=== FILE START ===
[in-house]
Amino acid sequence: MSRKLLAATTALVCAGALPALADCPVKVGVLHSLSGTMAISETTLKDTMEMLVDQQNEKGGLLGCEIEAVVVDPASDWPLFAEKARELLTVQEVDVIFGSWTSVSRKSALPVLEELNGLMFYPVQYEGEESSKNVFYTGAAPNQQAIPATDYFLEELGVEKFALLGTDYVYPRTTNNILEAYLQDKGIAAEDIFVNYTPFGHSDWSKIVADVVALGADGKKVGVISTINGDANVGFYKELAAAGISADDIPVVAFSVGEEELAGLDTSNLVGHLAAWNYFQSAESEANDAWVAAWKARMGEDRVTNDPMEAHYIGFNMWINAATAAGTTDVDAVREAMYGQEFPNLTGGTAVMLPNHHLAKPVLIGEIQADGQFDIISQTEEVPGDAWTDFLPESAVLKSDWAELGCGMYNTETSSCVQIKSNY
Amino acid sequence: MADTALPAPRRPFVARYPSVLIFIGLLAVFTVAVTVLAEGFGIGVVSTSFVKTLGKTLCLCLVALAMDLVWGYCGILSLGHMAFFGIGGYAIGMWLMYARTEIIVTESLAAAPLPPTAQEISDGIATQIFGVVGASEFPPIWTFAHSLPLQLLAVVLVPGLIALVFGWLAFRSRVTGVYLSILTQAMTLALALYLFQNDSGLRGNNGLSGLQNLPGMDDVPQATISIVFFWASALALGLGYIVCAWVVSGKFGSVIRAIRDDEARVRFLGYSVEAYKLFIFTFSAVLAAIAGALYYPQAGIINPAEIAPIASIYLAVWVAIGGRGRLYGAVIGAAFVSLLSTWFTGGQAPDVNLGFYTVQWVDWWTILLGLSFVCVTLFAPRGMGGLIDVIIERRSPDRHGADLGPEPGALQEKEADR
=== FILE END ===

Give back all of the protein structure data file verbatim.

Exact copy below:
[in-house]
Amino acid sequence: MSRKLLAATTALVCAGALPALADCPVKVGVLHSLSGTMAISETTLKDTMEMLVDQQNEKGGLLGCEIEAVVVDPASDWPLFAEKARELLTVQEVDVIFGSWTSVSRKSALPVLEELNGLMFYPVQYEGEESSKNVFYTGAAPNQQAIPATDYFLEELGVEKFALLGTDYVYPRTTNNILEAYLQDKGIAAEDIFVNYTPFGHSDWSKIVADVVALGADGKKVGVISTINGDANVGFYKELAAAGISADDIPVVAFSVGEEELAGLDTSNLVGHLAAWNYFQSAESEANDAWVAAWKARMGEDRVTNDPMEAHYIGFNMWINAATAAGTTDVDAVREAMYGQEFPNLTGGTAVMLPNHHLAKPVLIGEIQADGQFDIISQTEEVPGDAWTDFLPESAVLKSDWAELGCGMYNTETSSCVQIKSNY
Amino acid sequence: MADTALPAPRRPFVARYPSVLIFIGLLAVFTVAVTVLAEGFGIGVVSTSFVKTLGKTLCLCLVALAMDLVWGYCGILSLGHMAFFGIGGYAIGMWLMYARTEIIVTESLAAAPLPPTAQEISDGIATQIFGVVGASEFPPIWTFAHSLPLQLLAVVLVPGLIALVFGWLAFRSRVTGVYLSILTQAMTLALALYLFQNDSGLRGNNGLSGLQNLPGMDDVPQATISIVFFWASALALGLGYIVCAWVVSGKFGSVIRAIRDDEARVRFLGYSVEAYKLFIFTFSAVLAAIAGALYYPQAGIINPAEIAPIASIYLAVWVAIGGRGRLYGAVIGAAFVSLLSTWFTGGQAPDVNLGFYTVQWVDWWTILLGLSFVCVTLFAPRGMGGLIDVIIERRSPDRHGADLGPEPGALQEKEADR